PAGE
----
FUSION IMAGE AND IA ICG IN AVM SURGERY
3D multimodal fusion image
Cerebral arteriovenous malformation
Intra-arterial ICG videoangiography
Objective: An understanding of the complex morphology of an arteriovenous malformation (AVM) is important for successful resection. We have previously reported the utility of intra-arterial indocyanine green (ICG) videoangiography for this purpose, but that method cannot detect the angioarchitecture covered by brain tissue. 3-dimensional (3D) multimodal fusion imaging is reportedly useful for this same purpose, but cannot always visualize the exact angioarchitecture due to poor source images and processing techniques. This study examined the results of utilizing both techniques in patients with AVMs.
Methods: Both techniques were applied in 12 patients with AVMs. Both images were compared with surgical views and evaluated by surgeons.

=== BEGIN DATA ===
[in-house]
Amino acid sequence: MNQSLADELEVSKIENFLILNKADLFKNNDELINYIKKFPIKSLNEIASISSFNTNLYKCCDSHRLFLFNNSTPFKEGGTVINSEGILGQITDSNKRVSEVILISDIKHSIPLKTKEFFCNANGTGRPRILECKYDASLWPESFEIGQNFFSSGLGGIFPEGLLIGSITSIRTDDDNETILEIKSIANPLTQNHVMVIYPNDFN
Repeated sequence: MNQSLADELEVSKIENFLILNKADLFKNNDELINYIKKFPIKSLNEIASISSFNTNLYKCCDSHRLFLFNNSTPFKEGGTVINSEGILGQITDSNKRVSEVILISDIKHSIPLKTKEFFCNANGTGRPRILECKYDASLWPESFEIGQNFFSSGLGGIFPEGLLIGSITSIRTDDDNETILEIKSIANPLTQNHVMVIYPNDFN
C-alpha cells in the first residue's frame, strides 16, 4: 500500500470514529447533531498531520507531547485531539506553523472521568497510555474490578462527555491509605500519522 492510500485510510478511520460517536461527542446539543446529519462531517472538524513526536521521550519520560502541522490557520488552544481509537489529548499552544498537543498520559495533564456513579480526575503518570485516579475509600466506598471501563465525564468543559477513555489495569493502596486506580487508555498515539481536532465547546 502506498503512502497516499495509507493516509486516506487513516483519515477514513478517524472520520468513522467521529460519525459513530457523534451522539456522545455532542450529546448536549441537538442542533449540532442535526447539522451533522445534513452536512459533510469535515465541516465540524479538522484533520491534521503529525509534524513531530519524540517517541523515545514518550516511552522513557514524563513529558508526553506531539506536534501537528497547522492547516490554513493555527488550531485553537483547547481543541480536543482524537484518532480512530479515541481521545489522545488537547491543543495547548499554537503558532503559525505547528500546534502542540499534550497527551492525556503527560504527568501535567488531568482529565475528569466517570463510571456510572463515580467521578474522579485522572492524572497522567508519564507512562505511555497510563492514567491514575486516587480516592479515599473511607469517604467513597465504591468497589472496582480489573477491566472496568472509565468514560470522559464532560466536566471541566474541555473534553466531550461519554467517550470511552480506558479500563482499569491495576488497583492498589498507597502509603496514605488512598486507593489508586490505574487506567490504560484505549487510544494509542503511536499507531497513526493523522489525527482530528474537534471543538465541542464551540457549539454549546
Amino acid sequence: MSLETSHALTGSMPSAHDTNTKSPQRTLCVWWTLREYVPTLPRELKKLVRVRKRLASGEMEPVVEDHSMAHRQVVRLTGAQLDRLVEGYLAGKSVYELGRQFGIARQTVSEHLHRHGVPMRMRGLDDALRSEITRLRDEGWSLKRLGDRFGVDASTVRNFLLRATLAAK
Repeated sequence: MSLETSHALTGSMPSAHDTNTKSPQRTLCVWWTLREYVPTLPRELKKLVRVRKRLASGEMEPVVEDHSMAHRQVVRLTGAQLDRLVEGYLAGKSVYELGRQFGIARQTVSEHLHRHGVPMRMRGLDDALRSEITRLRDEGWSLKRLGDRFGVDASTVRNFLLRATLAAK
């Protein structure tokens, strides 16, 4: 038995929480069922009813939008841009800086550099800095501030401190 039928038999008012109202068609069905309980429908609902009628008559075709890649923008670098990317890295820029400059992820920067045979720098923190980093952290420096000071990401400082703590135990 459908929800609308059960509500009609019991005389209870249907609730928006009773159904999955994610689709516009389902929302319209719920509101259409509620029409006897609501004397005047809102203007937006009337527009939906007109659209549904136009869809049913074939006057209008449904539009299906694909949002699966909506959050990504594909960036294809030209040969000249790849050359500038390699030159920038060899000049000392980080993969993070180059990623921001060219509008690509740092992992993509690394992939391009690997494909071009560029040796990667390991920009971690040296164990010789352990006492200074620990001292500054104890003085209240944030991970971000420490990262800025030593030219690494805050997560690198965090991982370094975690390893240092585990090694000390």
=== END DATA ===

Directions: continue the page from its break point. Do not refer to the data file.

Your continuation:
Results: Although evaluations for identifying superficial feeders by ICG videoangiography were high in all cases, the more complicated the AVM, the lower the evaluation by 3D multimodal fusion imaging. Conversely, evaluation of the estimated range of the nidus was high in all cases by 3D multimodal fusion imaging, but low in all but one case by ICG videoangiography. Nidus flow reduction was recognized by Flow 800 analysis obtained after ICG videoangiography.
Conclusions: These results showed that utilizing both techniques together was more useful than each modality alone in AVM surgery. This was particularly effective in identifying superficial feeders and estimating the range of the nidus. This technique is expected to offer an optimal tool for AVM surgery.
This is an open access article under the CC BY license (http://creativecommons.org/licenses/by/4.0/).
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